(https://farm1.staticflickr.com/660/22454109057_54b1117500_z.jpg) (https://flic.kr/p/Adcbkk)1:72 Vought A3U-2 "Sea Scorpion", aircraft '(ME) 197/BuNo 143556' of VMA-133 ‘Dragons’, U.S. Marine Corps (Marine Aircraft Group 42, 4th Marine Aircraft Wing), based at NAS Alameda, summer 1958 (Whif/Kitbashing) - WiP (https://flic.kr/p/Adcbkk) by dizzyfugu (https://www.flickr.com/photos/dizzyfugu/), on Flickr


For the new resin T-56, the front end of the fuselage was cut away and lots of putty and sculpting created a new transition between the narrower Herc engine with its oval diameter and the round F4U fuselage.
The spinner comes from the OzMod engine set, but the propeller blades were scratched: these once belonged to a vintage Airfix D.H. Mosquito kit. The rather massive, single blades were cut off, their originally round tips squared and then glued onto the resin spinner. A metal axis and a styrene adapter inside of the resin engine were added as adapters, allowing a free spin.

(https://farm6.staticflickr.com/5716/22480316569_aace59cf25_z.jpg) (https://flic.kr/p/AfvuUZ)1:72 Vought A3U-2 "Sea Scorpion", aircraft '(ME) 197/BuNo 143556' of VMA-133 ‘Dragons’, U.S. Marine Corps (Marine Aircraft Group 42, 4th Marine Aircraft Wing), based at NAS Alameda, summer 1958 (Whif/Kitbashing) - WiP (https://flic.kr/p/AfvuUZ) by dizzyfugu (https://www.flickr.com/photos/dizzyfugu/), on Flickr


Once the fuselage and the wings were mated, the horizontal stabilizers had to be added. The F4U parts could not be used because of their round tips, and they had become just too small for the bigger airframe. Implants had to be used once more, and in this case the stabilizers are the outer wing sections from a heavily rivet-infected 1:100 Breguet Alize from Heller. Odd, but they had just the right shape and chord length for the new position.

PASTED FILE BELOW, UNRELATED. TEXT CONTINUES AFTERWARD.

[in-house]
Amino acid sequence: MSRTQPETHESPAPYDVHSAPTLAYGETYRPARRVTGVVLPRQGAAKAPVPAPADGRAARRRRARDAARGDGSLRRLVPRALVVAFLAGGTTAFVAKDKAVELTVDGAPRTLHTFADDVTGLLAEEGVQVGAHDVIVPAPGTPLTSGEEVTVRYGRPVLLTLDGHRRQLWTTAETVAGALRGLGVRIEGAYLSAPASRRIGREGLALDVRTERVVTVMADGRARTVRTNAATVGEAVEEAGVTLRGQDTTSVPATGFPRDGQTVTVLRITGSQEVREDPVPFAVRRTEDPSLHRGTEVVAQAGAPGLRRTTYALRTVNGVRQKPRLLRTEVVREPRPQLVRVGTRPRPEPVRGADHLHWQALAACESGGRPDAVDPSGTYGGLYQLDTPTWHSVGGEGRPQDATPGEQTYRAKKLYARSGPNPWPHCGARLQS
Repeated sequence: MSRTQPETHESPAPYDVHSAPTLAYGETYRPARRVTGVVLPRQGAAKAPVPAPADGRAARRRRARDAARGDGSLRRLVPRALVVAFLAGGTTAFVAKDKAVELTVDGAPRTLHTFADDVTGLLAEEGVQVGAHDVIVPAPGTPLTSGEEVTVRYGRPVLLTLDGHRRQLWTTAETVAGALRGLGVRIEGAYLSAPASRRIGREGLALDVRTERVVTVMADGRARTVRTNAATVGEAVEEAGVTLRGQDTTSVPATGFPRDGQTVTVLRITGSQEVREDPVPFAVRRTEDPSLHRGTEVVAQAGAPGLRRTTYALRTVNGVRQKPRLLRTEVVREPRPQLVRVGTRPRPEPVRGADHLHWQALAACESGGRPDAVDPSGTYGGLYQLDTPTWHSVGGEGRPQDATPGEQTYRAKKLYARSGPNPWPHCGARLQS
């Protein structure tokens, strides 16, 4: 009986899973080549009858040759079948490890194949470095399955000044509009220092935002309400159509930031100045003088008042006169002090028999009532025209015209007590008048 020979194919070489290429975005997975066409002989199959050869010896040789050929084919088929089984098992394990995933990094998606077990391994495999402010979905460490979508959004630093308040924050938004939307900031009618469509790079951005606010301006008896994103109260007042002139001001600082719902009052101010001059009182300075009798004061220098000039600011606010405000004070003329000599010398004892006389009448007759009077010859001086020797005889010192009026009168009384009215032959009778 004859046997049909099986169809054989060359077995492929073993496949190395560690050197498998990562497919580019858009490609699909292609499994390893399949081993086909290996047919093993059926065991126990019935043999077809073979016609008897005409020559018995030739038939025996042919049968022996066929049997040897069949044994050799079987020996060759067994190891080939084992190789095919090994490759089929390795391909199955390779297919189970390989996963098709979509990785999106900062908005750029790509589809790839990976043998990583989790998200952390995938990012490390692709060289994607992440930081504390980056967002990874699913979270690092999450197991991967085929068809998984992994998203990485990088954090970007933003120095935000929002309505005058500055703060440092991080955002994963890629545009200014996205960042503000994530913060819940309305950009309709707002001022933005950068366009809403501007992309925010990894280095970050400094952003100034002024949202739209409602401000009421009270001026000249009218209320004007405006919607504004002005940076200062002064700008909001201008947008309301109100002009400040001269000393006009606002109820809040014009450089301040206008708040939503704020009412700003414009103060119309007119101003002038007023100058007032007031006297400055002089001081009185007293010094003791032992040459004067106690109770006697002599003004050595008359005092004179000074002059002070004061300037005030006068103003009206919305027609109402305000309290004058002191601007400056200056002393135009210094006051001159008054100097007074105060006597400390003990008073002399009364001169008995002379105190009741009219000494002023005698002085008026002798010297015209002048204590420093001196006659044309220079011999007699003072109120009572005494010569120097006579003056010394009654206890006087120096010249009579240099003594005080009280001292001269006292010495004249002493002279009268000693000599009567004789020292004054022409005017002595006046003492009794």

After these had been fitted, the fin turned out to be too small for the new and overall bigger aircraft. Finding a solution was not easy, and I eventually added a new fin tip, a part from a Revell (FROG) P-39 stabilizer, maybe 30 years old!

(https://farm1.staticflickr.com/678/22846470546_191723f3fc_z.jpg) (https://flic.kr/p/ANS8JA)1:72 Vought A3U-2 "Sea Scorpion", aircraft '(ME) 197/BuNo 143556' of VMA-133 ‘Dragons’, U.S. Marine Corps (Marine Aircraft Group 42, 4th Marine Aircraft Wing), based at NAS Alameda, summer 1958 (Whif/Kitbashing) - WiP (https://flic.kr/p/ANS8JA) by dizzyfugu (https://www.flickr.com/photos/dizzyfugu/), on Flickr


In order to make the intended CAS role believable a LOT of hardpoints were added, all taken from an old Airfix/Heller A-1E Skyraider. The ordnance is an iron bomb mix, IIRC these come from a Monogram A-10 and a Matchbox A-7D.

Anyway, building this monstrosity was massive kitbashing work, and the whole thing evolved rather gradually: What started as a simple engine swap and maybe some cosmetic surgery ended up in multiple body transplants and a bigger aircraft than originally envisaged, kind of a ‘Skyraider 2.0’.